And, therefore, as far as the budget -- the state budget is concerned, this has been translated into a pressure on the -- on the fiscal space. The budget deficit has increased from 7.9 percent of GDP to 8.5 percent of GDP.

FOSTER: You basically can't afford to keep --

RADWAN: So we are --

FOSTER: -- up with your current commitments, can you?

So what -- what's the shortfall?

RADWAN: Well, the shortfall is about $2 billion between now and the end of the year, of the fiscal year. That's the end of June. And about $10 billion next year, 2011, 2012.

So that's -- that's basically the shortfall we are looking to -- to cover.

FOSTER: Yes. And you've spoken to the Americans, I know. But you've spoken to other countries, as well, about helping you out, giving you some sort of financial support.

What have --


FOSTER: -- what have you heard back?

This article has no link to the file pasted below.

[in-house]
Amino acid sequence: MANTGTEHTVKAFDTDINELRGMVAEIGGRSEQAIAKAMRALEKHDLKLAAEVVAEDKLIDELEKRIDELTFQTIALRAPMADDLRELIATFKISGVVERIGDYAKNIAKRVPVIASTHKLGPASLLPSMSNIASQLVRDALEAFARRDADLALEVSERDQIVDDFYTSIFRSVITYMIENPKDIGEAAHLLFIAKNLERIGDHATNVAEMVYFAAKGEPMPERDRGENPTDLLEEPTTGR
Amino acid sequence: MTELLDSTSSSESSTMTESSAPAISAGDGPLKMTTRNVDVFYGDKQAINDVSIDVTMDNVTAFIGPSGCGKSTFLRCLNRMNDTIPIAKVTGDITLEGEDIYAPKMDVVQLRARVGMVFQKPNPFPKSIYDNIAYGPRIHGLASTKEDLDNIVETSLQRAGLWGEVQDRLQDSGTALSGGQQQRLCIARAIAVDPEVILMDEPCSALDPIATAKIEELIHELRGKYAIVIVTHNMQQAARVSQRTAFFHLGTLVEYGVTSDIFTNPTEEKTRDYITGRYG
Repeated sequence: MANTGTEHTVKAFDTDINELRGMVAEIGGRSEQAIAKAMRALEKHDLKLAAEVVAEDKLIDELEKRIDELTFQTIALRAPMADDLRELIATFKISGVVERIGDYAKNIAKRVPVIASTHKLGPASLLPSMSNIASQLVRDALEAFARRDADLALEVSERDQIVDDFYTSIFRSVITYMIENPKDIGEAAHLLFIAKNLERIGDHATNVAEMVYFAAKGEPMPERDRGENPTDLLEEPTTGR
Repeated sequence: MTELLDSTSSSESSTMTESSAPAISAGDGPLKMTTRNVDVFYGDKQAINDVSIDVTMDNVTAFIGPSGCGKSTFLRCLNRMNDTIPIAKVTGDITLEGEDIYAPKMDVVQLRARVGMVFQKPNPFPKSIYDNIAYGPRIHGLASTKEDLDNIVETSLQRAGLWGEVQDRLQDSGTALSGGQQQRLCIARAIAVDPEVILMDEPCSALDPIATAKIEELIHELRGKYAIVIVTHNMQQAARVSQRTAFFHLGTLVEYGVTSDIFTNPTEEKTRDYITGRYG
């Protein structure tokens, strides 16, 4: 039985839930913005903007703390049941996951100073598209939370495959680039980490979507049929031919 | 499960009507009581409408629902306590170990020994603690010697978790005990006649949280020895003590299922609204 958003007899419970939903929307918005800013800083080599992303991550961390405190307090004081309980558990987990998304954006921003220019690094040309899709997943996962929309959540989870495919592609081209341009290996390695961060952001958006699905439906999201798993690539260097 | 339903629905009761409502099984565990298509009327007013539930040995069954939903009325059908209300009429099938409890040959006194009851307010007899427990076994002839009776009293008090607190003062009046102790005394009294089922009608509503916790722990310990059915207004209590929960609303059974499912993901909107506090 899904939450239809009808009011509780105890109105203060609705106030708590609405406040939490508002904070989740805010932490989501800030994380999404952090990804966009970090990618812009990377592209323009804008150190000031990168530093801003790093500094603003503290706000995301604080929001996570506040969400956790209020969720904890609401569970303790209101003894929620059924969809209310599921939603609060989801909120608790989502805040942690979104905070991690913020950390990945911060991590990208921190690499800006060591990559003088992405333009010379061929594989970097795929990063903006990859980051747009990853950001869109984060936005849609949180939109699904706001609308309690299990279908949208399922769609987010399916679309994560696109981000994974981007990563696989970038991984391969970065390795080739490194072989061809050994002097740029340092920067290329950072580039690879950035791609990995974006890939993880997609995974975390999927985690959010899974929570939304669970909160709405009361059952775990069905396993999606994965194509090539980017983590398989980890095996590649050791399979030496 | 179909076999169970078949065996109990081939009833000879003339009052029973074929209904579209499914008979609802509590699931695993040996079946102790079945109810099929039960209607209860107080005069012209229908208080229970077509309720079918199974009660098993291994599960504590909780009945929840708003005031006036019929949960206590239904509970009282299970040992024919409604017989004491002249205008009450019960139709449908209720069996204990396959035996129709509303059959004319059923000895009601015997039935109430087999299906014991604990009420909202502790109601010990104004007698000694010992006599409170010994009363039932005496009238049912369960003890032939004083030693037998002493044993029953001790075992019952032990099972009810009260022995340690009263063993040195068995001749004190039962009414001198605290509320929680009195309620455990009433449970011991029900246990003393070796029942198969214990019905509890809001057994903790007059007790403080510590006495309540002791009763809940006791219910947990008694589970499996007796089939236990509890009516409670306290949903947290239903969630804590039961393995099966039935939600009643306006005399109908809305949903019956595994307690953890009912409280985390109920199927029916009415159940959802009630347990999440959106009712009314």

Are you going to get any help?

RADWAN: Yes, certainly. I -- I must admit, the -- the feelings expressed all around here are fantastic -- fantastic support for Egypt, a realization that Egypt is a very important hub, not only for Egypt itself, but for the region as a whole. We have spoken with the American administration about debt relief and debt swap and they are looking into it. We have -- I addressed the G-7. They kindly invited me yesterday. I explained the situation and they have agreed to have a collective stand to support Egypt. With IMF and World Bank, we are negotiating certain facilities to help us by the -- over this gap.

FOSTER: These things are never straightforward, though, are they?

Often, there are strings attached to any sort of loans or financial support that you get.

Are you getting idea -- any sort of idea what the Americans will expect you to do, for example, in order to receive this money?

RADWAN: We have done a lot. I think everybody realizes that many of the textbook demands called conditions have already been done and surpassed in Egypt. We have a democratic process on -- on time. The judicial process is also proceeding extremely, extremely well. That's not to say there is no -- nothing else to do, but we are open to reform, we are open to suggestions.

But there is nothing like conditionality whatsoever. Nobody has spoken about it.